—KEN MOSS, professor, Eisenhower School for National Security and Resource Strategy, and author of Undeclared War and the Future of U.S. Foreign Policy
"An important and timely work about a phenomenon that technological advances are making ever more possible: the deployment of autonomous weapons systems. Concerned with the ease with which America now uses lethal force with impunity, Riza raises essential ethical, moral, legal, and operational questions that civilian policymakers, military officials, and citizens should consider before the United States fields killer robots. An excellent book."
—MICAH ZENKO, Council on Foreign Relations and author of Between Threats and War: U.S. Discrete Military Operations in the Post-Cold War World
"In an unusually articulate, well-organized, and brilliantly written book, Shane Riza implores us not to be seduced by technology but to search our hearts and minds and make moral and objective decisions about robotic systems in military operations. Using his experiences as an air warrior, his training in moral reasoning and his gift for scientific research, he has produced a highly readable book that will appeal to the profession of arms, to the moral philosopher, and to the government policymaker. The real value here is the articulate basis for classroom discussion on the moral dilemma of our time. The unique organization, nuanced articulation of complex ideas, and interdisciplinary thought process are trailblazing. This is a book that one cannot put down—its contents will haunt you. A work that will be well and repeatedly used by those studying the ramifications of robotic warfare."
—WILLIAM G. ECKHARDT, U.S. Army Colonel (Ret.), Judge Advocate Corps, and chief My Lai prosecutor; University of Missouri, Kansas City Teaching Professor of Law
"'The sweat from the fear of death has a smell all its own…'
You won’t read another book on robotics and warfare quite like this one. Col. Shane Riza joins the sparse ranks of fighter pilots who ruminate – and write about it. All the intellectual content is here, with plenty of just war theory and Hiroshima and Xenophon peppered in alongside the Predators and Hellfires. What’s so unusual about Killing Without Heart is how Riza turns his own experience of war, family, and matters of the heart into an extended essay on morality, autonomy and the necessary hesitation of the trained killer. His insights make for a unique take on how unmanned vehicles affect morality in war. Riza asks hard questions. Will unmanned warfare once and for all destroy any vestige of a warrior ethos in technologically advanced militaries? Does automated warfare remove the sense of the tragic and alter our understanding of the essence of war? Will robotic warfare accelerate the demise of the warrior spirit, or force a new understanding of this ancient concept? Riza’s questions make you think. Much of his argument pivots around risk and gut feeling. And he knows true risk first-hand: how to stifle it in the fighter cockpit over Iraq, and how its memory intrudes in the quiet moments, like early morning goodbyes or when tucking his children into bed. Fighter pilots with 'the right stuff' oh so rarely put pen to paper. Be glad Riza followed his heart to produce this book."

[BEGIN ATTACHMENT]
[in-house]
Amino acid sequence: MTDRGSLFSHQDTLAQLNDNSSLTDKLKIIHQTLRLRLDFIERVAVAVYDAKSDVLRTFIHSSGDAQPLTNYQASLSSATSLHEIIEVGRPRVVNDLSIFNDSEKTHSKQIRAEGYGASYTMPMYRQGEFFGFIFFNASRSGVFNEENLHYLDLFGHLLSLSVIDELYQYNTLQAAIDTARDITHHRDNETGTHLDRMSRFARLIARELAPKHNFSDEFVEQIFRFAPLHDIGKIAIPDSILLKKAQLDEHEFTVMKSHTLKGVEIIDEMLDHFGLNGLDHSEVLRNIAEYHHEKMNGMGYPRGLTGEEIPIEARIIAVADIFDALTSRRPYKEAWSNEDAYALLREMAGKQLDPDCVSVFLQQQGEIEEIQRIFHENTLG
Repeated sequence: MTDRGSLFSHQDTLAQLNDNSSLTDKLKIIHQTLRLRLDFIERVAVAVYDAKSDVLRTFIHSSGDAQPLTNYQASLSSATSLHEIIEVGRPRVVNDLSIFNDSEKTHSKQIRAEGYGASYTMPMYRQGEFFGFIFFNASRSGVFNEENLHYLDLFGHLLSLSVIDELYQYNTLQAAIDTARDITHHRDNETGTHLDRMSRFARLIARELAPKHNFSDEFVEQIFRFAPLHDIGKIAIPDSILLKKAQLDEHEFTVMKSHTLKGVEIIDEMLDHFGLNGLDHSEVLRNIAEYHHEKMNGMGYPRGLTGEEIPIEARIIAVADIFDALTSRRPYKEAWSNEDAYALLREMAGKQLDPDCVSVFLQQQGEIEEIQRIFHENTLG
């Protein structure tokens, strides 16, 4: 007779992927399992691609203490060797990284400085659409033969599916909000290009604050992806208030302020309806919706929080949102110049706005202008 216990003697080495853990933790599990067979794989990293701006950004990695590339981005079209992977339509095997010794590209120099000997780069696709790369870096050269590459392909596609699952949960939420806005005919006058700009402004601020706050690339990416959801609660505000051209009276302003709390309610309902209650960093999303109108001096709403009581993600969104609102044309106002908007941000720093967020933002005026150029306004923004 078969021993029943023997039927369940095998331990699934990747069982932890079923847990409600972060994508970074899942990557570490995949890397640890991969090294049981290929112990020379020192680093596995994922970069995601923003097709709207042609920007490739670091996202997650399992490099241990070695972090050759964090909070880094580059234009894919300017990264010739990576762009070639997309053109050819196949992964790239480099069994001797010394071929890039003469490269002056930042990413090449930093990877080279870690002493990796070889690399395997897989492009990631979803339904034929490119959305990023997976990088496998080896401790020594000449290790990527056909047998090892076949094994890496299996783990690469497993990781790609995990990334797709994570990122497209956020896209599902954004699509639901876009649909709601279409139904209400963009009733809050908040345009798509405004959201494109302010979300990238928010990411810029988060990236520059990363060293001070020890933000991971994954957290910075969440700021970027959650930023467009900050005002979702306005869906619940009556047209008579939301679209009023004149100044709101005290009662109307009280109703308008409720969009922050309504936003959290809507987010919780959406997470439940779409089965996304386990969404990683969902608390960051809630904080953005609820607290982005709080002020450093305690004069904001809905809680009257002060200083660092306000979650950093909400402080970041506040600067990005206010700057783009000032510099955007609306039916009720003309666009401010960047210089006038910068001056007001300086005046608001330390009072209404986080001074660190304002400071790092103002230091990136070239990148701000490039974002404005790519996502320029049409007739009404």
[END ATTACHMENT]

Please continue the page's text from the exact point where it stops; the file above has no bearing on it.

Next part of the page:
—REBECCA GRANT, Washington Security Forum, former director of the General Billy Mitchell Institute for Air Power Studies, and frequent contributor to Air Force Magazine
"Killing without Heart is a book that any policy maker and national decision maker should pick up and read to better be informed on the morality of unmanned and autonomous weapons systems."—Daniel P. Sukman, Strategos